Western Mediterranean expansionism – first by the Crowns of Aragon and Castile, and later by the Spanish monarchy – forged a conflictive or peaceful relationship with other peoples in the region, depending on the era, particularly with the Italians, Turks, Berbers and the French. Ruling and defending the territory and safeguarding lines of communication required the construction of numerous defensive buildings such as ramparts, fortresses, citadels, watchtowers and arsenals, as well as urban redevelopments and the construction of ports, sewers, palaces, markets and hospitals.

The “Spain in the Mediterranean. The construction of space” research project explores Spain’s presence in other areas of the Western Mediterranean during the period spanning the late 15th to the early 18th centuries, evaluating the same from the perspective of technology, engineering and urban planning. It also analyses its level of involvement in the shaping of shared spaces. To this end, researchers have worked with maps, drawings and unique objects from Spain’s National Library, the Simancas General Archive, the Museo Nacional del Prado, the Archive of the Crown of Aragon, the Barcelona Maritime Museum, the Sforza Castle Museums and the Florence Science and Technology Museum.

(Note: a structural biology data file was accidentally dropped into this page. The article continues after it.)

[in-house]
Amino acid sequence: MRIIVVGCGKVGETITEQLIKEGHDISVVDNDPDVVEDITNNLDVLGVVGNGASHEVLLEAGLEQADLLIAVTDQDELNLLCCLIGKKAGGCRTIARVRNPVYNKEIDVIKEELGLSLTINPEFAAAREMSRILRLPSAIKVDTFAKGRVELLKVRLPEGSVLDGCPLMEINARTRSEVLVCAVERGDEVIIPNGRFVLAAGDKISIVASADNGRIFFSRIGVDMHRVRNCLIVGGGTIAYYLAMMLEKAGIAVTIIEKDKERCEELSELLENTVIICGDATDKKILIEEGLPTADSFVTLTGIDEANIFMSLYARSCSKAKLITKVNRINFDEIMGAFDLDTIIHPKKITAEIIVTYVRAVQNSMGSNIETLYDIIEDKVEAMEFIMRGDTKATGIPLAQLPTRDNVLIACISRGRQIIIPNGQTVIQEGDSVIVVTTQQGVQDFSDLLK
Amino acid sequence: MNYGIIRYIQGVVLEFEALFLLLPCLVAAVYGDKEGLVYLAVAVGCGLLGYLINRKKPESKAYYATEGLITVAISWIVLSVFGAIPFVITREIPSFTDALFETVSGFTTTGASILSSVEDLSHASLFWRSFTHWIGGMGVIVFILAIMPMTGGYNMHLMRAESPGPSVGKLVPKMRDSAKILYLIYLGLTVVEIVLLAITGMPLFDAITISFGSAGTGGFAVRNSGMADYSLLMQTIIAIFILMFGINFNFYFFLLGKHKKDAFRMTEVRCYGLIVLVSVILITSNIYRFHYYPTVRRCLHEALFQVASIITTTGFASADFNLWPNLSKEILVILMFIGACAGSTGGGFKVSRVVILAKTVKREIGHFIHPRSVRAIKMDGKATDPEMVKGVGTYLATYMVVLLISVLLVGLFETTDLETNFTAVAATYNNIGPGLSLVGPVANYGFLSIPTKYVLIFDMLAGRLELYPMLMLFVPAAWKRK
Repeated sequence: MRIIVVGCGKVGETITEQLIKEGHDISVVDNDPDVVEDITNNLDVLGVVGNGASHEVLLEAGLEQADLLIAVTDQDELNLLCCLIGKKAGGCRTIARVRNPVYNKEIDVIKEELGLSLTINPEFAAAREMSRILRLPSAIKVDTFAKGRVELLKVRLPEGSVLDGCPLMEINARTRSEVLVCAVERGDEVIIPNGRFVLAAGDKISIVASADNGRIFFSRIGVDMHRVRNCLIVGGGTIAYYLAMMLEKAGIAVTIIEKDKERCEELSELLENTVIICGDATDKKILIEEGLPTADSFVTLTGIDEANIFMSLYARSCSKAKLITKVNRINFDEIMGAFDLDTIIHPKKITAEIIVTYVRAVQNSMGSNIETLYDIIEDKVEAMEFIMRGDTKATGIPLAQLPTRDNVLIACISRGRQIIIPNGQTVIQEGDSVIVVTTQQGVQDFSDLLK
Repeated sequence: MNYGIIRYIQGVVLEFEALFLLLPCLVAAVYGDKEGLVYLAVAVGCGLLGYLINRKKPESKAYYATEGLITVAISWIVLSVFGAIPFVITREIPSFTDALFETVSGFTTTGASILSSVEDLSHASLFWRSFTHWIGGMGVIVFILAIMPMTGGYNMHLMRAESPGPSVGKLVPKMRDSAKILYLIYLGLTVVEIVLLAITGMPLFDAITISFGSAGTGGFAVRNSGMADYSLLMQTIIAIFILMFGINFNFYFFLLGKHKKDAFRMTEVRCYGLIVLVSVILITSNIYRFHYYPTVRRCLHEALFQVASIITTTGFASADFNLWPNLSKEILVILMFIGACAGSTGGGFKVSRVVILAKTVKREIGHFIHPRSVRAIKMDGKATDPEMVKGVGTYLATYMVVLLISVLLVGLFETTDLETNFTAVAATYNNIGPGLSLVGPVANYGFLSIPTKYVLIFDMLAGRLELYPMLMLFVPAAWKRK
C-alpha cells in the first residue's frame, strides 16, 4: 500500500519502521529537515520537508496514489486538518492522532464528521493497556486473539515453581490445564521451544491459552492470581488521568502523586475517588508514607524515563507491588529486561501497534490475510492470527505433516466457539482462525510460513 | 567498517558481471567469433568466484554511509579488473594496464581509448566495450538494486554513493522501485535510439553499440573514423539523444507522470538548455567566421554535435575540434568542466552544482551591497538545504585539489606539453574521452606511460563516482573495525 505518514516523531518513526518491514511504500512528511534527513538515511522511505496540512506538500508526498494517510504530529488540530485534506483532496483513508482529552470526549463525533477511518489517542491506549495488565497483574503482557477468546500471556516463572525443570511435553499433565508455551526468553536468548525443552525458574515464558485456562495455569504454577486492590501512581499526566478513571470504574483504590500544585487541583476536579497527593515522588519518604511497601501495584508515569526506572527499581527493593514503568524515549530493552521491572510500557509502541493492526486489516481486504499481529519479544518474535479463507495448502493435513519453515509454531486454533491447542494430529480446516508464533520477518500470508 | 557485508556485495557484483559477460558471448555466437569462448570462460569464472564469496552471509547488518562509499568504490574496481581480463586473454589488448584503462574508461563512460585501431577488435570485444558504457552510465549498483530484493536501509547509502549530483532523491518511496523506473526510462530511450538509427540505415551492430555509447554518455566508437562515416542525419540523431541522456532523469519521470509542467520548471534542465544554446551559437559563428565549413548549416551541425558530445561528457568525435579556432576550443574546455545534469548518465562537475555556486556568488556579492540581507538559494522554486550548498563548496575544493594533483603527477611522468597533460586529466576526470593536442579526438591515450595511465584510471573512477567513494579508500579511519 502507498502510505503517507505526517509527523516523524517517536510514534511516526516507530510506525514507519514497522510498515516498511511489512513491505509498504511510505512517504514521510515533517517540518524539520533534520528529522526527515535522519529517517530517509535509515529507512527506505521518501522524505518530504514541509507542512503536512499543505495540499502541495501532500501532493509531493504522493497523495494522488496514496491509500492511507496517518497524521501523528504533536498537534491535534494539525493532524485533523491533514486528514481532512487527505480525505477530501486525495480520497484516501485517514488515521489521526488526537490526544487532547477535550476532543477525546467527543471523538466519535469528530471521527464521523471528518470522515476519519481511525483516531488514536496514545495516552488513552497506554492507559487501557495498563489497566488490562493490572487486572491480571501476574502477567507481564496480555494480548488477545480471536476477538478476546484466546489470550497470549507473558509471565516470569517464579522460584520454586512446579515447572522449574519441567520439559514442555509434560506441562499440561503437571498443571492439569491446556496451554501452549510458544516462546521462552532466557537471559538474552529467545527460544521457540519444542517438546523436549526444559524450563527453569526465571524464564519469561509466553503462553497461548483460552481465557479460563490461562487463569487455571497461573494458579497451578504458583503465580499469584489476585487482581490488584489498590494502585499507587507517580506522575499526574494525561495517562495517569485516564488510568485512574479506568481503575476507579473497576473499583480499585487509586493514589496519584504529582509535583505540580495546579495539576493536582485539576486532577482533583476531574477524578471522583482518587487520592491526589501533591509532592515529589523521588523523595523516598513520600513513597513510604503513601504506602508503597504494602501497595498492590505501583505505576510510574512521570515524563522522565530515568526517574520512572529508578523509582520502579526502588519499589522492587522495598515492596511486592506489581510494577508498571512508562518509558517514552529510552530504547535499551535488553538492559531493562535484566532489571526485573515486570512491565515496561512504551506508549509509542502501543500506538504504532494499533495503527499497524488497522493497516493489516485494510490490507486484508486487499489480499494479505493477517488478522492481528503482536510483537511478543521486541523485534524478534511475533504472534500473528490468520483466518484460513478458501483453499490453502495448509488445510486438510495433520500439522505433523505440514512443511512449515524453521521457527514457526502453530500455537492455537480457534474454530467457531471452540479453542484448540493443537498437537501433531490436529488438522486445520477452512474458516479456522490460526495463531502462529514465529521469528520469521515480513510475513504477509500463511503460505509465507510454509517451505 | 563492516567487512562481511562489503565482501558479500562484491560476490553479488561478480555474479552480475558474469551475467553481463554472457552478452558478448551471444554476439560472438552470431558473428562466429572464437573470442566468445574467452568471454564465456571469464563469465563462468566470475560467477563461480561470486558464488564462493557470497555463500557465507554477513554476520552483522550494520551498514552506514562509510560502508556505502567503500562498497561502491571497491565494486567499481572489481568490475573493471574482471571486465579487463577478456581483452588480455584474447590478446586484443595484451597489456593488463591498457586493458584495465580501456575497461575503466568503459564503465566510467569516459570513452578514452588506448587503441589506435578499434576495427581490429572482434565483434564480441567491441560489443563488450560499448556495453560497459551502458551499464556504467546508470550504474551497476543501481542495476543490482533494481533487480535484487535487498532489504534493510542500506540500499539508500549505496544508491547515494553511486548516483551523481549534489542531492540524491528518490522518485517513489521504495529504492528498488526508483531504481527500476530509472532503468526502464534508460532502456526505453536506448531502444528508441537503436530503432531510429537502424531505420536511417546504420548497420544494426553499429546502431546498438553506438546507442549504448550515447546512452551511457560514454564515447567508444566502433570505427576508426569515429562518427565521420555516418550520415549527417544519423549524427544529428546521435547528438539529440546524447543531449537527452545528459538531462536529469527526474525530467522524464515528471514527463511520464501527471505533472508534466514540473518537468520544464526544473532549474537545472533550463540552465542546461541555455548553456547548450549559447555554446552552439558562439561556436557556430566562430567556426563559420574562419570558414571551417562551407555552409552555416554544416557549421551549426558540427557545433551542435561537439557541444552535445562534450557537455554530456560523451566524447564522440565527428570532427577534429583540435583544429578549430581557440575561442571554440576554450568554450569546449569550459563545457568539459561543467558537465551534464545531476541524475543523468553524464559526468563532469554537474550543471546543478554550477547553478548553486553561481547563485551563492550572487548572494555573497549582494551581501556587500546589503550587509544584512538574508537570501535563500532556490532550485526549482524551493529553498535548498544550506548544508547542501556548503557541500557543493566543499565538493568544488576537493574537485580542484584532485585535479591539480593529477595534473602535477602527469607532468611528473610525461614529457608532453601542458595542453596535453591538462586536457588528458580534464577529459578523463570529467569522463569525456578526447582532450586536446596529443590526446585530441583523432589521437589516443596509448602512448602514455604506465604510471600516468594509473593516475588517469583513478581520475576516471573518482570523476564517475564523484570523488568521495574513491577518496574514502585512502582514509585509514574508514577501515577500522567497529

The results of the research were presented at an exhibition with the same name, held at Spain’s National Library and other exhibitions spaces around the country. They were also made into a book, España en el Mediterráneo: la construcción del espacio, which is divided into two parts: the first contains sector-specific studies conducted by specialists from each field and the second part covers the contents of the exhibition.